The photograph below shows the elder in the fourth floor walkup, barely able to walk herself, charming a 10-yea-old stilt walker.

“See the Indians” in 1948

See the Indians! The sign at the tourist store offered photo opps.

In a camping trip to Colorado in 1948, we went to a tourist store that featured photo ops with Native Americans. My parents truly valued the Native American culture. Our home was filled with baskets, weavings, rugs, pots, and jewelry that they started buying in the 1930s and continued to buy in the ’40s. But appreciating skills doesn’t do much for the concept of equality.

In this video from the General Commission on Religion and Race of the United Methodist Church, Rev. Chebon Kernell, tells of the historic mistreatment of Native Americans by the United Methodist Church. I saw this video as part of a 10-session series, Vital Conversations on Race, screened in zoom meetings at Princeton United Methodist Church.

More than 30 annual conferences are beginning to pay attention to Native American concerns and to offer acts of repentance, says Kernell. “This is just the beginning. Are we really ever done with repentance? Some have asked me ‘when will you be satisfied.’ My answer ” Repentance is like discipleship. Do not expect my contentment any time soon. As long as the church stands up for a society that has worked to eliminate our presence…we are not even close to existing in a church and world that is inclusive..”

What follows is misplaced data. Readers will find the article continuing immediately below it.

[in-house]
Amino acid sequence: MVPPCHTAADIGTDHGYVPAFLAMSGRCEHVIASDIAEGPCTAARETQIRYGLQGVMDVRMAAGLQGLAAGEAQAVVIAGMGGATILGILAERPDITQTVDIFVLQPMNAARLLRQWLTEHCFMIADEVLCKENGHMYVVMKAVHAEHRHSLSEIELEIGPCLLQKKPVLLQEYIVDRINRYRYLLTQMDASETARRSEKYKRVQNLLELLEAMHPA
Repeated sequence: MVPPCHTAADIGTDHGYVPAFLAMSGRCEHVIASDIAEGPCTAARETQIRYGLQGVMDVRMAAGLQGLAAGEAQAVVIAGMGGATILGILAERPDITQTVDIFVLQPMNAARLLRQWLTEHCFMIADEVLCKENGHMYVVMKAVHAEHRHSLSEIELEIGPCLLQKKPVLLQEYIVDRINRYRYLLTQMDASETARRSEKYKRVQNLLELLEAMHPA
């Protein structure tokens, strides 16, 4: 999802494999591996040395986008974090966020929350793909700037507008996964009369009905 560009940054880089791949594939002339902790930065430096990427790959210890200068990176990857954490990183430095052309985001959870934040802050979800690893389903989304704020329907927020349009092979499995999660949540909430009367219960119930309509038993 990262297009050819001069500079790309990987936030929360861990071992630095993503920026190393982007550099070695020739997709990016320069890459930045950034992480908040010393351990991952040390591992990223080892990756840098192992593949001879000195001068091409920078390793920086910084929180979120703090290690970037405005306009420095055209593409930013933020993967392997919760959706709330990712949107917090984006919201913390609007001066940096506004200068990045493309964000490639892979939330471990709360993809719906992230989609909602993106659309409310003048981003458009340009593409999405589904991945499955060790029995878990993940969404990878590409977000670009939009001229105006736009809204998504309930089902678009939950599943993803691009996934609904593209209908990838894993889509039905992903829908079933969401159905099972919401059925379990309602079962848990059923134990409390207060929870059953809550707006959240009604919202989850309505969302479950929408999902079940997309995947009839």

On Thursday, September 24 at 7:30 p.m., Princeton UMC will start another 10 week session of Vital Conversations on Race in September. I found it VERY helpful. I recommend it.

Wearing the cowboy hat from my uncle, I stand next to a Native American girl just my size (I was 8) while my sister stands with our cousins. I’m sure we paid for this photo. Nobody in this photo looks very happy. And no wonder. Sisters in their matching dresses, made by our mothers, and how heavy those feather headresses must have been!
My first introduction to Native Americans, at age 3.